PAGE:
Jalen Hurts can join rare air on Sunday if he beats the Chiefs to become just the third quarterback to ever start for a national championship-winning team in college and win a Super Bowl as a starter.
The Eagles quarterback’s path to possibly earning both feats was certainly unusual, if not incredible. He was benched at halftime in the 2017 title game despite leading Alabama to a 12-1 record that season. Tua Tagovailoa led Alabama to a comeback victory that night to win the national title and following the 2018 season, Hurts transferred to Oklahoma.
Five years later, Hurts believes that his mindset helped him get through that tough January night to become a Super Bowl starting quarterback.
“I was going through a really tough time in college, going through things that no one else was going through,” Hurts said at Super Bowl Opening Night. I knew I was going through it for a reason. That’s what I doubled down on. I believe faith without work is dead. So, while you have faith, you can’t not be doing anything.
“I had a lot of faith and I put a lot of work in. I never stopped believing in myself and what I could be. I had limitless possibilities.”
Following a 2019 season that saw him named a finalist for the Heisman, Hurts was picked by the Eagles in the second round of the 2020 NFL Draft. With Carson Wentz already in town, he wasn’t expected to be a franchise quarterback for the Eagles. That sentiment remained after Wentz was traded following the 2020 season and even through the 2021 season, in which Hurts started and led the Eagles to the playoffs.
Hurts isn’t shy to confront the opinion that he wasn’t the Eagles’ long-term answer at quarterback answering the season.
“It’s something that I embrace. It’s something that I embrace,” Hurts said. “I embraced all the opinions. I embraced all the hate, the doubt. And I didn’t let it define me, and I won’t start letting it define me now.”
Hurts’ mindset is part of the reason why he’s set to help make history on Sunday. Hurts and Chiefs quarterback Patrick Mahomes will be the first Black quarterbacks to go head-to-head and start a Super Bowl.
Hurts called it “historic.”
“You think about all the rich history in this game, and to be a part of such a historic event, a historic moment, it’s special. There’s been so many quarterbacks before me, including Pat, helped lay the foundation for me to have this opportunity. Seven African-American quarterbacks to start in this game and now the first time to have two go head-to-head. That’s uplifting the next generation of quarterbacks, that 4-year-old or 5-year-old kid back in Houston, back in Philly, back in Texas, Louisiana and wherever across the world that regardless of what someone says or might have an opinion about you, you can do it. You can do it too.
“I value the platform that I have and I’m sure Pat does as well, so we just want to inspire the next people.”
Hurts will actually be the second Black quarterback to start a Super Bowl for the Eagles. Donovan McNabb started for Philadelphia in Super Bowl XXXIX against the New England Patriots.
McNabb has mentored Hurts through the years and was the first person to reach out to his dad after he was drafted in 2020.
“His influence, his experiences, Mike [Vick’s] experiences, and Randall Cunningham’s experiences and being able to talk to them about some of these things with this city,” Hurts said. “Philadelphia is a very special city and I think that’s something that’s helped me this year.”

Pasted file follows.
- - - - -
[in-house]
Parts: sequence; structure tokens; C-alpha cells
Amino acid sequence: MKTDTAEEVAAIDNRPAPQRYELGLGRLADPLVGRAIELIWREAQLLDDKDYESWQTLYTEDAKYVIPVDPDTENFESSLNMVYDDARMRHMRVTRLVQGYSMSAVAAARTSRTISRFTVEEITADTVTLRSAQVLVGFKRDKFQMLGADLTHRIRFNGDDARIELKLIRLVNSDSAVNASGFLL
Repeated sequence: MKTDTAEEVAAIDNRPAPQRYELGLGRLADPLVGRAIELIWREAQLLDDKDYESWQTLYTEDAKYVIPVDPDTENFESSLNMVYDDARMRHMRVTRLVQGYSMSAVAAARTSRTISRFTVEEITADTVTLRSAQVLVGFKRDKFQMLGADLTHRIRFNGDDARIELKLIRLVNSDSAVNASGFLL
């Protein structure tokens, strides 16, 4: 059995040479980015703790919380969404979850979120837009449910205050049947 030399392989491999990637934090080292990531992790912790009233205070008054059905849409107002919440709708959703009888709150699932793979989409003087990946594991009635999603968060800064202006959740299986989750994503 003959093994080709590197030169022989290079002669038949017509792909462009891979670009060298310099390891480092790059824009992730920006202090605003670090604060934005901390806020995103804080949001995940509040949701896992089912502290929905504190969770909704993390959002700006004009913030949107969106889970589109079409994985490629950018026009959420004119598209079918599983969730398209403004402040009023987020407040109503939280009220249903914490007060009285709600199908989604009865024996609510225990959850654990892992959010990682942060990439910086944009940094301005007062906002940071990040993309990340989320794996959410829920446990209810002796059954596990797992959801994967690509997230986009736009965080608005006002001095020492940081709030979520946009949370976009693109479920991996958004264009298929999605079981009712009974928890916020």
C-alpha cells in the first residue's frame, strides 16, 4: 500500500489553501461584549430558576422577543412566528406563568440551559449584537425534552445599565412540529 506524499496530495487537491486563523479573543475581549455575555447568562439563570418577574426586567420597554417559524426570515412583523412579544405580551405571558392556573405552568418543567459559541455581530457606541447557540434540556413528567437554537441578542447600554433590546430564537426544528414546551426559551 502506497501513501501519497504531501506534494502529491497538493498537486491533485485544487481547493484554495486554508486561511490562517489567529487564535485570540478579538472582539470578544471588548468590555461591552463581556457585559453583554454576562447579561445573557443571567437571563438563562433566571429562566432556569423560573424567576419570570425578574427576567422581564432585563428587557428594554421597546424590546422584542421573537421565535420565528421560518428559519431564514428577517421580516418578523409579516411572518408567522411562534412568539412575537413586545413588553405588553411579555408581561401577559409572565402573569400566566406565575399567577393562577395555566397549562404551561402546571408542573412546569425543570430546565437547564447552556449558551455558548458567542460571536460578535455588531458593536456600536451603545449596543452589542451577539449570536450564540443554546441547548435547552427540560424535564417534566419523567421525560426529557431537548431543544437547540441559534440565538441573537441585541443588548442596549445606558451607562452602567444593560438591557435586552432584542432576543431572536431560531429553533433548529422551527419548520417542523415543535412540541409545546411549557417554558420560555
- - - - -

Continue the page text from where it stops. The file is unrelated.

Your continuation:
Donovan McNabb reached out to Jalen Hurts’ dad after being drafted by the Eagles
Donovan McNabb reached out to Jalen Hurts’ dad after being drafted by the Philadelphia Eagles.
Hurts received respect from those on his side and those on the other side ahead of Super Bowl Sunday.
Eagles head coach Nick Sirianni compared Hurts to Michael Jordan, saying that he’s inspired by someone like the NBA legend and thinks Hurts has similar qualities.
“It’s the will to win of Jalen Hurts, it’s the will to win of Michael Jordan, that’s what I’m comparing that to,” Sirianni said. “Michael Jordan’s the greatest of all time … but it’s just [their] wills to win. I don’t know what Jalen Hurts’ ceiling is because he keeps setting a new standard to what his ceiling could be. Guys in my experience that love football, that are tough, that put in the work every single day with the work ethic that he has, reach their ceiling.”
Eagles running back Miles Sanders explained why he respects Hurts’ leadership skills:
“Even Steven. You can’t really tell if he’s mad or happy. He’s one of those guys where if something crazy happens and you look at him and he’s cool then you’re going to be cool. He shows more than what he says. He talks a lot, don’t get me wrong, but I’m very observant and I’ve got a lot of respect for him. He just shows all his work. He shows it. It pays off, too.”
Eagles’ Miles Sanders on Jalen Hurts as a leader: ‘He shows more than what he says’
Philadelphia Eagles’ Miles Sanders on Jalen Hurts as a leader and how he shows more than he talks.
On the other side, Chiefs star defensive tackle Chris Jones is certainly impressed with how Hurts has played this season.
“Jalen Hurts this year showed he was one of the best dynamic quarterbacks, dual-threat quarterbacks, in this league,” he said. “Behind that offensive line and what A.J. Brown and what [DeVonta] Smith as his wide receivers, they’ve been one of the best offenses in the league. That speaks volumes for itself.”
Super Bowl LVIII will take place on Sunday at 6:30 p.m. on FOX and the FOX Sports App.
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